Naturally the actual meal in the plastic container looks nowhere near as attractive as the picture on the box, but I won't bother downgrading it for that. I'm used to that sort of thing with frozen meals. Someone gets paid the big bucks to make the picture look good - nobody cares if the inside doesn't match. I'm sure if you tried hard enough, you could take the cooked food and make it look sort of like the picture, but nobody cares enough. Including me. Moving on.

So I heated it up in the microwave, as directed, and got ready to eat. I tried a bite of the rice first, and immediately noticed a strong cilantro and jalapeño kick. Like, really strong. I got a little worried about my ability to actually eat this, but after adding a dollop of sour cream, it was totally edible. Just be forewarned that if you're one of those cilantro-tastes-like-soap people, this is very cilantro-y. The enchilada itself was, let's go with underwhelming. The tortilla part was fine, and I assume the fake chicken strips were wrapped up in there, as the picture shows, but I didn't see or taste them. It didn't really matter too much, as the flavor of the sauce on top (also pretty spicy, but again, handled with the sour cream) kind of drowned everything out. It was good, just strong. I could have been eating a cheese enchilada for all I knew. Unfortunately it didn't occur to me until just now to dissect it to see how much fake meat was tucked in there, so I can't speak to that, but I'll just go ahead and assume that there was not enough of it.

Overall, however, the meal was pretty good, once I dulled the heat a little, to match my tolerance. More heat-loving people might enjoy it as packaged.

The experience:
Texture - tortilla a little dry, but eaten all together, it worked
Flavor - spicy with a strong cilantro presence - overall pretty good

Final grade for this attempt: B+

September 7, 2012

Sophie's Kitchen Breaded Vegan Fish Fillets

This week, it's time to explore some more fake seafood. Not so sure about this, but here we go. Let's take a look at Sophie's Kitchen Breaded Vegan Fish Fillets.

First of all, the box claims that these are "perfect for…everyone who just loves scrumptious food" - well, as I'm a fan of scrumptious food, I was led to believe this was going to be good. So I popped these into the oven, cooked them for the suggested amount of time, and then about 10 minutes more, hoping they'd crisp up, even a little. They look like they were going to get nice and crunchy, but they never got much crunch to them. Just a tiny bit on the edges, and I waited until they had some good color to them. Maybe I'm supposed to burn them to get them crunchy?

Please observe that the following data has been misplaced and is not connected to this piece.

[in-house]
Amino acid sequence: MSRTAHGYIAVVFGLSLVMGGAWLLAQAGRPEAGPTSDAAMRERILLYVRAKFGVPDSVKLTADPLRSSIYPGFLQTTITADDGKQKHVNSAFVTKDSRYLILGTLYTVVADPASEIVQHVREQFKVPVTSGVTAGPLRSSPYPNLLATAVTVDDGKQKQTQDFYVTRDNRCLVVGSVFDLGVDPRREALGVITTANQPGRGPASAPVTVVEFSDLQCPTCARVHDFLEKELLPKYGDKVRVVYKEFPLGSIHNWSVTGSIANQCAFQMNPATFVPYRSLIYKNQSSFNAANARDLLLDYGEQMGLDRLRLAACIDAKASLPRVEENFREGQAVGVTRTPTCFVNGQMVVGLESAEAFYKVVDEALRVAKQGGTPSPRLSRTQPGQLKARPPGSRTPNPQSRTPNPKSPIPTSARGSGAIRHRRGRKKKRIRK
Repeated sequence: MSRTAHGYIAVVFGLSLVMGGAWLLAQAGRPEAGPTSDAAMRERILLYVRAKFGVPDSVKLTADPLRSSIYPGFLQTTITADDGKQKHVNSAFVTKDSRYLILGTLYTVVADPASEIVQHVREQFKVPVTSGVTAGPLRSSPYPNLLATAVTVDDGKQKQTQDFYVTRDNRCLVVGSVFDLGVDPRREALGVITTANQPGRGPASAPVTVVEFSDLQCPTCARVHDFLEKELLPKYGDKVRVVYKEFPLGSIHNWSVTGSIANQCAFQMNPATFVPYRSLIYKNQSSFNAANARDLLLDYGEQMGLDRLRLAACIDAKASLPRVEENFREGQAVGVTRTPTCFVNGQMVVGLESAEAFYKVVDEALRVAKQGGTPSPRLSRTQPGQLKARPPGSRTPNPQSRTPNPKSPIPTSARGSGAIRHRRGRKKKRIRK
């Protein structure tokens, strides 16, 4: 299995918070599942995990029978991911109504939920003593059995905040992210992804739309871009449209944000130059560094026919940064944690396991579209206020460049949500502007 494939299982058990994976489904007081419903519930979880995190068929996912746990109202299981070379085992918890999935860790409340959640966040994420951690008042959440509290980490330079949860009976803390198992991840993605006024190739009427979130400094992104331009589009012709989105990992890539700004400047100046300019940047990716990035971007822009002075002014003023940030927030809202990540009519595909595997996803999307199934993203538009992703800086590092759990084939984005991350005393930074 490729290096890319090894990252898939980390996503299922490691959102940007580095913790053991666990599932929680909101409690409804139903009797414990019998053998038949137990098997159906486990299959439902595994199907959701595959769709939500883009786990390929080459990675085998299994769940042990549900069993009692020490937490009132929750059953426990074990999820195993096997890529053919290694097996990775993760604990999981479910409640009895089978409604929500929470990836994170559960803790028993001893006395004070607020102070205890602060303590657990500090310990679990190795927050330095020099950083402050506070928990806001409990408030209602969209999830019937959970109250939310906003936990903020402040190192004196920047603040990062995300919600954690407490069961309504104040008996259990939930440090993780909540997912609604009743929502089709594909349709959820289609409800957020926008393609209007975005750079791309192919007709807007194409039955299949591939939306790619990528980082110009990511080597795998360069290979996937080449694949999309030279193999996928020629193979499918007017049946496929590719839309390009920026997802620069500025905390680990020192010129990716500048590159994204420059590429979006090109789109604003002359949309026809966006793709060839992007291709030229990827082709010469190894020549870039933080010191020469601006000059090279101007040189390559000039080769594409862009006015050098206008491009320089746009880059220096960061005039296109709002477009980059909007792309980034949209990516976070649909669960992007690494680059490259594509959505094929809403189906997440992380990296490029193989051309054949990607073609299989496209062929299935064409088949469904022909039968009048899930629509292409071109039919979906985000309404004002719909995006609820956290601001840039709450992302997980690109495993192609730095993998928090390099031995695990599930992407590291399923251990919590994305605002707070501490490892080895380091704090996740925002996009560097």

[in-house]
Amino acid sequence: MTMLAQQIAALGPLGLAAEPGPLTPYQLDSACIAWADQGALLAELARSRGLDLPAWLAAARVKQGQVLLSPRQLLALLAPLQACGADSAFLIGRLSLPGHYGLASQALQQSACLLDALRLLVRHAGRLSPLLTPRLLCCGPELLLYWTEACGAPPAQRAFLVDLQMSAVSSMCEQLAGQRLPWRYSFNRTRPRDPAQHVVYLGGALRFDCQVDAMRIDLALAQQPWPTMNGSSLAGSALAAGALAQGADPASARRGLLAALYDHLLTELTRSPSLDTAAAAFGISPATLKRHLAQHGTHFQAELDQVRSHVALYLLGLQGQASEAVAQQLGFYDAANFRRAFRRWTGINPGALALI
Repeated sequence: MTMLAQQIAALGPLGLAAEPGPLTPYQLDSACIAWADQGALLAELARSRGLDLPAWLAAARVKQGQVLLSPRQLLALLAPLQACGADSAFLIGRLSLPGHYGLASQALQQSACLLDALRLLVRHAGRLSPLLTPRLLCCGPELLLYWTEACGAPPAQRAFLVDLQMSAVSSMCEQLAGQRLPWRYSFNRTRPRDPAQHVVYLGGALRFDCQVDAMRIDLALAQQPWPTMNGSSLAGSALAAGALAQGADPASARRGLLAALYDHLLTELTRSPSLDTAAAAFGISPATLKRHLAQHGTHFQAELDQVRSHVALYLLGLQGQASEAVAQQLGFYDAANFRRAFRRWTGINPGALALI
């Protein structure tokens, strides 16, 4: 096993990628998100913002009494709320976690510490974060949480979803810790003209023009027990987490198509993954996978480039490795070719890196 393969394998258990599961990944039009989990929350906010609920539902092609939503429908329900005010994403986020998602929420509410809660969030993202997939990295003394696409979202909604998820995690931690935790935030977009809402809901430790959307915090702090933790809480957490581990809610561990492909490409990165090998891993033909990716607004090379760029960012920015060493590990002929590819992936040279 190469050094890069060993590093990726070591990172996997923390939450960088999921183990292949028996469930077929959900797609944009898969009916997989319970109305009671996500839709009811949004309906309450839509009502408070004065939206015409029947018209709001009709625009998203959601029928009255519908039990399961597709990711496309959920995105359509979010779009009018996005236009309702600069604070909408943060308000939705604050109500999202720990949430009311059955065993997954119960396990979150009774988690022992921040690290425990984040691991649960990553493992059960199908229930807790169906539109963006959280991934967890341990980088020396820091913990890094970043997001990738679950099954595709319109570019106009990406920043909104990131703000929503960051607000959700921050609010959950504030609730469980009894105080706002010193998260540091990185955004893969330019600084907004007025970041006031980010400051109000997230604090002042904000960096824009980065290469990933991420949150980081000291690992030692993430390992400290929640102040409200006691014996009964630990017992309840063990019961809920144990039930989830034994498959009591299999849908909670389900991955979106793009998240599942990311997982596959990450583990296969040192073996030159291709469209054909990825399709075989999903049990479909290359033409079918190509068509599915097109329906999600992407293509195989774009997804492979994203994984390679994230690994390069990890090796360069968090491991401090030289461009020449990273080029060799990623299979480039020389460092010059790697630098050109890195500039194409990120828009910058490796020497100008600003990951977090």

Alright, looking past the exterior, how was it? Well, the inside was mushy and stringy-looking. There were some weird white speckles all over the fillets, and after checking the ingredient list, I decided it was related to the "multigrain blend" listed - the white bits were probably oats or something. But how was the flavor? Well, not even the slightest bit fishy-tasting. It's hard to describe exactly what it DID taste like, but it wasn't awesome.

I decided to cast aside the vegan label and put some tartar sauce on these, to see if I could trick my brain into thinking it was more fishy-tasting. It did improve the eating experience slightly, but only because I could taste the fillet less. I tried a bite with lots of sauce and the very crispiest edge bit, and thought REALLY hard about fish sticks, but I was not able to trick my tongue.

These could easily be marketed as chicken patties rather than fish fillets, and it would be more accurate. I didn't hate them, but there was really nothing to recommend them either.

The experience:
Texture - not as crunchy as I was expecting on the outside; mushy and weird on the inside
Flavor - not the slightest bit fishy-tasting, just a little weird

Final grade for this attempt: C